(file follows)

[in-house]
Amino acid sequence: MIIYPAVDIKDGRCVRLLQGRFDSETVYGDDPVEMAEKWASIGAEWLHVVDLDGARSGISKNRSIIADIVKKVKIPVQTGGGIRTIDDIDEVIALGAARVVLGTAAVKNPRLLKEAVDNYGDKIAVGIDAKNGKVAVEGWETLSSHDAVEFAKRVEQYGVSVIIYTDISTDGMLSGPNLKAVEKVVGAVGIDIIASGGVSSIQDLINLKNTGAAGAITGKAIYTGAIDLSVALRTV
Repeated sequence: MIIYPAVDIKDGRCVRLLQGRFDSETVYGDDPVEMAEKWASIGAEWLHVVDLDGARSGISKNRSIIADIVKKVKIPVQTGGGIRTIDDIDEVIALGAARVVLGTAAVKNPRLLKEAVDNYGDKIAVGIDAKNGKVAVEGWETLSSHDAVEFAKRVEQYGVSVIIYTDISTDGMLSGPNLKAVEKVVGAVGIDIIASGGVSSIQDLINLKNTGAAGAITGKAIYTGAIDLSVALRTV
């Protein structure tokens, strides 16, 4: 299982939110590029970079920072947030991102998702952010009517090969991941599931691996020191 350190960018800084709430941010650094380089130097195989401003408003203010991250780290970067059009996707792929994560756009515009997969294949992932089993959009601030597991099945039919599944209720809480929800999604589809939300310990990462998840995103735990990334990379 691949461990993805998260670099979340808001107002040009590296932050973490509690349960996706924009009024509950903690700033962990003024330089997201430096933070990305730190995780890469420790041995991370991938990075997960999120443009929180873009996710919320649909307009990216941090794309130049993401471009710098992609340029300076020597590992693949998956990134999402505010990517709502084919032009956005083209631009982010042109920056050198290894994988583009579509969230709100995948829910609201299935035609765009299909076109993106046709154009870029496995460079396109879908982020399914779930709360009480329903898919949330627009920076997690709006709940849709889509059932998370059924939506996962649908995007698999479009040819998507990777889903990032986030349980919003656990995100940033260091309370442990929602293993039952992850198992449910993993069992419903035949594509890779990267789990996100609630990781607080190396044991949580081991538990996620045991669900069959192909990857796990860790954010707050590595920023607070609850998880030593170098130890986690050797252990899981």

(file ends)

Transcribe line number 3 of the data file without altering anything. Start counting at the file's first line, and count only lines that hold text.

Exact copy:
Repeated sequence: MIIYPAVDIKDGRCVRLLQGRFDSETVYGDDPVEMAEKWASIGAEWLHVVDLDGARSGISKNRSIIADIVKKVKIPVQTGGGIRTIDDIDEVIALGAARVVLGTAAVKNPRLLKEAVDNYGDKIAVGIDAKNGKVAVEGWETLSSHDAVEFAKRVEQYGVSVIIYTDISTDGMLSGPNLKAVEKVVGAVGIDIIASGGVSSIQDLINLKNTGAAGAITGKAIYTGAIDLSVALRTV